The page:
Expect to see the governor and the legislature led around like cattle. Oh, not every legislator will kowtow to the UEA, but I would be very surprised if the overall legislature didn’t act like a wholly-owned subsidiary of the UEA. This does not bode well for Utah’s school children or for Utahn’s in general. As Rep. John Dougall (R-AF) reports in this post, the UEA “opposes improving academic achievement.” Its practice is to stonewall and ignore when ideas are solicited for ways to improve, because the UEA is invested in the status quo.

Rep. Dougall writes, “To talk about improvement would require an openness to admit that some things can be done better. It would require a discussion about change and the UEA opposes change.” He says that “the UEA takes the approach that if you are not with them 100% of the time, then you are against them.”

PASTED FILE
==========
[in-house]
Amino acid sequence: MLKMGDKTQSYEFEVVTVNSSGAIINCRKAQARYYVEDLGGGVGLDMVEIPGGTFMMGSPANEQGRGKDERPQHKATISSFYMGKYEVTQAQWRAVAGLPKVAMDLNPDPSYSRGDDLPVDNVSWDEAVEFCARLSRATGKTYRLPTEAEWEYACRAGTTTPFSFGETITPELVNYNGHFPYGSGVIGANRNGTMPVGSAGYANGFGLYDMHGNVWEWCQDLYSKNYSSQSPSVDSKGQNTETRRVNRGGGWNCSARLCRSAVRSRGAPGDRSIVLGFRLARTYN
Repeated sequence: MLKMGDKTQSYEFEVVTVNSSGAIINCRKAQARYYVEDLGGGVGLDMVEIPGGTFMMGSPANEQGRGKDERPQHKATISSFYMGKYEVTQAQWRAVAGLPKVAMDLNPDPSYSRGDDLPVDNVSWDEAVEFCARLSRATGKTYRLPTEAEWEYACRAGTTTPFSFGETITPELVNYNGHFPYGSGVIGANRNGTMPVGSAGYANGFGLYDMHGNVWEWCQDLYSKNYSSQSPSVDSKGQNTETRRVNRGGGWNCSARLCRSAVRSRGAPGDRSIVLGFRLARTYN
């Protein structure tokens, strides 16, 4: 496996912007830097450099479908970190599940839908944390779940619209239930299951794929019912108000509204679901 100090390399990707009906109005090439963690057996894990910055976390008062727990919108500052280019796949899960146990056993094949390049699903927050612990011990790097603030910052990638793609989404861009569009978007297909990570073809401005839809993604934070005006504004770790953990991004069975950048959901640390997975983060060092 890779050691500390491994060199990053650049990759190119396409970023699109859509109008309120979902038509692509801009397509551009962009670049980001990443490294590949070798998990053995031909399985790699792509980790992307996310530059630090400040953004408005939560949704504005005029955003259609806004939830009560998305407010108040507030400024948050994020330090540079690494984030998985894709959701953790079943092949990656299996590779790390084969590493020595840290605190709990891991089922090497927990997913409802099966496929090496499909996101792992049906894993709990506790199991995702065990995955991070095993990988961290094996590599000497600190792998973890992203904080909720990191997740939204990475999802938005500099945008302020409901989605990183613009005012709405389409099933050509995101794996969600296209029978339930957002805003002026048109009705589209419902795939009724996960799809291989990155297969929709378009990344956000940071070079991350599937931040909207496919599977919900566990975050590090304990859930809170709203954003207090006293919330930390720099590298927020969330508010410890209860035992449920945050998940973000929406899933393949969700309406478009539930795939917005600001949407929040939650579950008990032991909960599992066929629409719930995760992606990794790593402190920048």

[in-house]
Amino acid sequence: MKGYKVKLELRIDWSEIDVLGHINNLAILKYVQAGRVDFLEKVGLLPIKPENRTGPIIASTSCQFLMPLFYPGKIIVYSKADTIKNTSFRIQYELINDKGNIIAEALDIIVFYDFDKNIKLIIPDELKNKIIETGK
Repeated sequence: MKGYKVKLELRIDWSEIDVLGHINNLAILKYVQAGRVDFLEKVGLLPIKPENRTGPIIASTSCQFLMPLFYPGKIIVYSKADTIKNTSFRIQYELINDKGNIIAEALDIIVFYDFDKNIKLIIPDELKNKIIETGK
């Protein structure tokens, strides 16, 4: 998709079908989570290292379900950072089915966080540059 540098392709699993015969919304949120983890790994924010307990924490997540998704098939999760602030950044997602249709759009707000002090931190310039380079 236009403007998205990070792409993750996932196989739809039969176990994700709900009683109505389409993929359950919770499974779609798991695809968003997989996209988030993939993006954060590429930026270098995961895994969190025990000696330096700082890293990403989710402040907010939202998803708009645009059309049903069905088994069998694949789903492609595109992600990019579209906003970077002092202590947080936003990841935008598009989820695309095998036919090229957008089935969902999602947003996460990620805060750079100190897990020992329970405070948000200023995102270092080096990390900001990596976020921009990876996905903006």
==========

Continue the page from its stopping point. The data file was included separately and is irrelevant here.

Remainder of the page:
Regardless of whether voters rejected vouchers because they believe the solution was flawed or because they are anesthetized into thinking that Utah’s schools are fantastic, the result is that the UEA will be even less incentivized to be part of the solution to Utah’s education problems.

Another lesson is pointed out by LaVarr Webb (here). He says that voucher proponents lost vital ground early in the campaign when they allowed “the education establishment [to] successfully fram[e] the debate as pro-public school vs. anti-public school.” Webb says, “An important political lesson here is to never allow your opponent to define you early in a campaign.”